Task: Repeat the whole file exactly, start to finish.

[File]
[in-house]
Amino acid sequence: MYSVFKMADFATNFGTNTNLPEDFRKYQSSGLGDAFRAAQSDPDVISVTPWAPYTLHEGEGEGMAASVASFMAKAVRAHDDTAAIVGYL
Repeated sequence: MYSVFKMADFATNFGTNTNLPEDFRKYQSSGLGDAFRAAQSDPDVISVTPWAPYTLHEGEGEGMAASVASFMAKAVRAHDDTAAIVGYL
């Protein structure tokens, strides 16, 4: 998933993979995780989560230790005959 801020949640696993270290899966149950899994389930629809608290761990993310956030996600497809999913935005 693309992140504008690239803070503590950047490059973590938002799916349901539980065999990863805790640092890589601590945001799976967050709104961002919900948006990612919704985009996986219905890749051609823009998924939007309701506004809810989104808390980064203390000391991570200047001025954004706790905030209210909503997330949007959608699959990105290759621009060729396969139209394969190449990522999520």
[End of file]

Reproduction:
[in-house]
Amino acid sequence: MYSVFKMADFATNFGTNTNLPEDFRKYQSSGLGDAFRAAQSDPDVISVTPWAPYTLHEGEGEGMAASVASFMAKAVRAHDDTAAIVGYL
Repeated sequence: MYSVFKMADFATNFGTNTNLPEDFRKYQSSGLGDAFRAAQSDPDVISVTPWAPYTLHEGEGEGMAASVASFMAKAVRAHDDTAAIVGYL
């Protein structure tokens, strides 16, 4: 998933993979995780989560230790005959 801020949640696993270290899966149950899994389930629809608290761990993310956030996600497809999913935005 693309992140504008690239803070503590950047490059973590938002799916349901539980065999990863805790640092890589601590945001799976967050709104961002919900948006990612919704985009996986219905890749051609823009998924939007309701506004809810989104808390980064203390000391991570200047001025954004706790905030209210909503997330949007959608699959990105290759621009060729396969139209394969190449990522999520």